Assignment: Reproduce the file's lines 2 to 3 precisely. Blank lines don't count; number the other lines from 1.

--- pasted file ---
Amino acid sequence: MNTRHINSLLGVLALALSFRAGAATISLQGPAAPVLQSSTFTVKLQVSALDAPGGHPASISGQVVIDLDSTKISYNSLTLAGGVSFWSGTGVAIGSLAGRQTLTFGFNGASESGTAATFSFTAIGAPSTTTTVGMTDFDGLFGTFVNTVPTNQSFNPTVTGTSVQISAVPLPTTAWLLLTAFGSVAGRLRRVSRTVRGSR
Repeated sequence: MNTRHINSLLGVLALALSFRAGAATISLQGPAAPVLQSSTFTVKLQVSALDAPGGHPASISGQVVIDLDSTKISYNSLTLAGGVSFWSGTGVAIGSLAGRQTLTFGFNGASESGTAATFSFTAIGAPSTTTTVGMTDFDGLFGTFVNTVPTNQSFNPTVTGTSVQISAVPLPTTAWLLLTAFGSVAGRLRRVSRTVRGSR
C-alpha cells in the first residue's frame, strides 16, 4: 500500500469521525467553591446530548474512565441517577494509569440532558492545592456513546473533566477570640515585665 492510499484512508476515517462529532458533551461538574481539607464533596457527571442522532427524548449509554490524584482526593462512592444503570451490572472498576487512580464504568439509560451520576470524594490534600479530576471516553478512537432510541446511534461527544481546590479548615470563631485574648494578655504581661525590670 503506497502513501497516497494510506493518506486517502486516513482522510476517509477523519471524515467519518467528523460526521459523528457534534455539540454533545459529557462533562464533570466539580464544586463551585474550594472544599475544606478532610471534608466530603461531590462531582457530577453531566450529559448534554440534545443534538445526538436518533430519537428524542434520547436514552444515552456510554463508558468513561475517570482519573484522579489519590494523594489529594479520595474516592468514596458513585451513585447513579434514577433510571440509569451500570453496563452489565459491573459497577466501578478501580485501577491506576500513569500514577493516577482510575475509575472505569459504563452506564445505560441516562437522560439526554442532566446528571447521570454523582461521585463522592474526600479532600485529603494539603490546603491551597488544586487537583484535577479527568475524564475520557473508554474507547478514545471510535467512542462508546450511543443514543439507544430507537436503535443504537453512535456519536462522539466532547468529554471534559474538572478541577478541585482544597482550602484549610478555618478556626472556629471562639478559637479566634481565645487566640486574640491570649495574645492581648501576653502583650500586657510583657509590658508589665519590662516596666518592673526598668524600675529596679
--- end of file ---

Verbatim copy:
Repeated sequence: MNTRHINSLLGVLALALSFRAGAATISLQGPAAPVLQSSTFTVKLQVSALDAPGGHPASISGQVVIDLDSTKISYNSLTLAGGVSFWSGTGVAIGSLAGRQTLTFGFNGASESGTAATFSFTAIGAPSTTTTVGMTDFDGLFGTFVNTVPTNQSFNPTVTGTSVQISAVPLPTTAWLLLTAFGSVAGRLRRVSRTVRGSR
C-alpha cells in the first residue's frame, strides 16, 4: 500500500469521525467553591446530548474512565441517577494509569440532558492545592456513546473533566477570640515585665 492510499484512508476515517462529532458533551461538574481539607464533596457527571442522532427524548449509554490524584482526593462512592444503570451490572472498576487512580464504568439509560451520576470524594490534600479530576471516553478512537432510541446511534461527544481546590479548615470563631485574648494578655504581661525590670 503506497502513501497516497494510506493518506486517502486516513482522510476517509477523519471524515467519518467528523460526521459523528457534534455539540454533545459529557462533562464533570466539580464544586463551585474550594472544599475544606478532610471534608466530603461531590462531582457530577453531566450529559448534554440534545443534538445526538436518533430519537428524542434520547436514552444515552456510554463508558468513561475517570482519573484522579489519590494523594489529594479520595474516592468514596458513585451513585447513579434514577433510571440509569451500570453496563452489565459491573459497577466501578478501580485501577491506576500513569500514577493516577482510575475509575472505569459504563452506564445505560441516562437522560439526554442532566446528571447521570454523582461521585463522592474526600479532600485529603494539603490546603491551597488544586487537583484535577479527568475524564475520557473508554474507547478514545471510535467512542462508546450511543443514543439507544430507537436503535443504537453512535456519536462522539466532547468529554471534559474538572478541577478541585482544597482550602484549610478555618478556626472556629471562639478559637479566634481565645487566640486574640491570649495574645492581648501576653502583650500586657510583657509590658508589665519590662516596666518592673526598668524600675529596679